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To fully utilize concurrency, SQLite3 allows threads to access the same connection in three ways:

  1. Single-thread. In this mode, all mutexes are disabled and SQLite is unsafe to use in more than a single thread at once.
  2. Multi-thread. In this mode, SQLite can be safely used by multiple threads provided that no single database connection is used simultaneously in two or more threads.
  3. Serialized. In serialized mode, SQLite can be safely used by multiple threads with no restriction.

Does anyone know how I can make the connection serialized in Python.
Python has "check_same_thread" which allows switching between multi-threading and single-threading; however, I can not find out how I should make it serialized.

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3 Answers 3

The Python SQLite module is not threadsafe. If you disable its checking then you need to ensure all code is serialized and that includes garbage collection. (My APSW module is threadsafe and also correctly handles the error message thread safety issues).

It is however safe to use multiple independent connections concurrently in the same process and I would recommend you do that. Additionally switch the database into write ahead logging mode and you should get very good performance even with lots of writing.

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The sqlite page http://www.sqlite.org/threadsafe.html says, "The default mode is serialized." Have you tested it and found this to not be true?

Edit:


If it fails to work, maybe ctypes? I have no idea if this would have any effect on the loaded sqlite module. I guess I sort of suspect it doesn't; as I'd imagine the sqlite3_initialize() function is likely called when the module is loaded? Or maybe only when you create a database object?

http://www.sqlite.org/c3ref/config.html

>>> import sqlite3
>>> import ctypes
>>> from ctypes.util import find_library
>>> sqlite_lib = ctypes.CDLL(find_library('sqlite3'))
>>> sqlite_lib.sqlite3_config(3) # http://www.sqlite.org/c3ref/c_abort.html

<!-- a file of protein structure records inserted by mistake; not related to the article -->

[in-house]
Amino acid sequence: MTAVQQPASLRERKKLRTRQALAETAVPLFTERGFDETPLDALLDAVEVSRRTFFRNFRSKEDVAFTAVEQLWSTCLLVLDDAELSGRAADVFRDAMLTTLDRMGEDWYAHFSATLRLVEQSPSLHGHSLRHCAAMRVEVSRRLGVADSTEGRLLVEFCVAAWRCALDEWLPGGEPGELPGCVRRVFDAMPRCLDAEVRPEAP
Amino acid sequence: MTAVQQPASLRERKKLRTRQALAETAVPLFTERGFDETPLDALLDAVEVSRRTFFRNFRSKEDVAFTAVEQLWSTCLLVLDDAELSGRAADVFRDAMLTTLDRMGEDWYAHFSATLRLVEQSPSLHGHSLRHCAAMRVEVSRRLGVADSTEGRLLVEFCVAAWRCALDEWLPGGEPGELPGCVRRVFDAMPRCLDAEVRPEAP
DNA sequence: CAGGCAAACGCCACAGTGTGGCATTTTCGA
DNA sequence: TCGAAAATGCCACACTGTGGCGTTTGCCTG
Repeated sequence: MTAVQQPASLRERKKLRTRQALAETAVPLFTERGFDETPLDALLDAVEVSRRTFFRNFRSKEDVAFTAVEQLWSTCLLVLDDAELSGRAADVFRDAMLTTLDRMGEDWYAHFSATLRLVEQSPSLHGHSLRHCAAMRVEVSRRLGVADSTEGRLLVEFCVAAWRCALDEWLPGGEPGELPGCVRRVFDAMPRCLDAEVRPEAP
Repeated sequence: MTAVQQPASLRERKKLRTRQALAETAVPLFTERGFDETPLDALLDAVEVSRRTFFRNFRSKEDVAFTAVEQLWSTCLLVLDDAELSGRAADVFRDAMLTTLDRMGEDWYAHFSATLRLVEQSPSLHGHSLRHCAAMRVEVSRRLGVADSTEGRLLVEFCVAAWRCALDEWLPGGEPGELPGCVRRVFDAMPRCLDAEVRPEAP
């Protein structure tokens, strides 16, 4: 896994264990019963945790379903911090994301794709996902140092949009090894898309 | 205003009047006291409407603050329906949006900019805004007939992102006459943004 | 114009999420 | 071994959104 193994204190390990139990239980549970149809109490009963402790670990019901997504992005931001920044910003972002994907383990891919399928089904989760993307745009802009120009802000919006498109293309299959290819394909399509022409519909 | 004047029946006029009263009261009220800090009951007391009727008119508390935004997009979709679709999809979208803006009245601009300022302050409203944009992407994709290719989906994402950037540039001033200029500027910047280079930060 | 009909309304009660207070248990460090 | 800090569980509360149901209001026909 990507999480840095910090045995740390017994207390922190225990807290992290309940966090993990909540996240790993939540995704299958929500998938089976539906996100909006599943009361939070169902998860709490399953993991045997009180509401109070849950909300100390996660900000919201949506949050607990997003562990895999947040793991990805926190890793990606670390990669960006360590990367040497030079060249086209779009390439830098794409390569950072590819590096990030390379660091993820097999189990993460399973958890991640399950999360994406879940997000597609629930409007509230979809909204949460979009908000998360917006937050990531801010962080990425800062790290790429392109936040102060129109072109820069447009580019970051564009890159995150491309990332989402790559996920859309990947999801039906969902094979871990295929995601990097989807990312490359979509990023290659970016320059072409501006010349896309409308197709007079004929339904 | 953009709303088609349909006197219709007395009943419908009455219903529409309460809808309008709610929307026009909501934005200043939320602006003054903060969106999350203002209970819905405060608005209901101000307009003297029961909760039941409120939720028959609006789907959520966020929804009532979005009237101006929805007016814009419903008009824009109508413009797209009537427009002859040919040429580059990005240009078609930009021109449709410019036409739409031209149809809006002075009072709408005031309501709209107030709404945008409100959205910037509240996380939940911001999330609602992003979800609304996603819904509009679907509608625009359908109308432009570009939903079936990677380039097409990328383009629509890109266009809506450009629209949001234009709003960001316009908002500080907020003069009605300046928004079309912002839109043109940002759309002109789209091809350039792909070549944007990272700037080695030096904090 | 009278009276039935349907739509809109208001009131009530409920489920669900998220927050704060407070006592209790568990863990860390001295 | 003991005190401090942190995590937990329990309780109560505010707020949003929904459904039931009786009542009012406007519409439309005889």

0   # no error....
>>> 
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Yes, I did. The only way to switch between these is using "check_same_thread". When check_same_thread is true, it works in single-thread mode and when it is false, it switches to multi-thread mode. Not quite sure how to do it in serialized mode. –  user790565 Jun 9 '11 at 17:41

From Verse Quiz, you might be interested in the __init__, __serve, and __fetch methods to get you started on creating a serialized SQLite3 database interface in Python. Hope that helps you further!


import _thread
import sqlite3
import queue

################################################################################

class Server:

    """Execute a protected SQLite3 database on a singular thread.

    Since a SQLite3 database can only accept queries on the thread that it
    was created on, this server receives requests through a queue and sends
    back the result through a list and mutex mechanism."""

    def __init__(self, *args):
        """Initialize the Server with a SQLite3 database thread."""
        self.__lock = _thread.allocate_lock()
        self.__lock.acquire()
        _thread.start_new_thread(self.__serve, args)
        self.__lock.acquire()
        del self.__lock
        if self.__error is not None:
            raise self.__error
        del self.__error

    def __serve(self, *args):
        """Run a server continuously to answer SQL queries.

        A SQLite3 connection is made in this thread with errors being raised
        again for the instantiator. If the connection was made successfully,
        then the server goes into a continuous loop, processing SQL queries."""
        try:
            database = sqlite3.connect(*args)
        except:
            self.__error = error = sys.exc_info()[1]
        else:
            self.__error = error = None
        self.__lock.release()
        if error is None:
            self.__QU = queue.Queue()
            while True:
                lock, one, sql, parameters, ret = self.__QU.get()
                try:
                    cursor = database.cursor()
                    cursor.execute(sql, parameters)
                    data = cursor.fetchone() if one else cursor.fetchall()
                    ret.extend([True, data])
                except:
                    ret.extend([False, sys.exc_info()[1]])
                lock.release()

    def fetch(self, one, sql, *parameters):
        """Execute the specified SQL query and return the results.

        This is a powerful shortcut method that is the closest connection
        other threads will have with the SQL server. The parameters for the
        query are dumped into a queue, and the answer is retrieved when it
        becomes available. This prevents SQLite3 from throwing exceptions."""
        lock, ret = _thread.allocate_lock(), []
        lock.acquire()
        self.__QU.put((lock, one, sql, parameters, ret))
        lock.acquire()
        if ret[0]:
            return ret[1]
        raise ret[1]
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I'm sure there is a better way to handle the threading if you use the threading module. –  Thomas K Jun 9 '11 at 18:09
    
Unfortunately, because the app does a lot of writing in differenct threads, any solution will result in performance degradation. I switched to Mysql instead. Thanks for the comments though. –  user790565 Jun 10 '11 at 4:29
    
Couldn't you achieve the same effect as this code by setting check_same_thread=False, and then just using a single lock to ensure the database is only used by one thread at a time? (When it comes to concurrency, simpler is often better). –  Todd Owen Jun 12 '11 at 0:39

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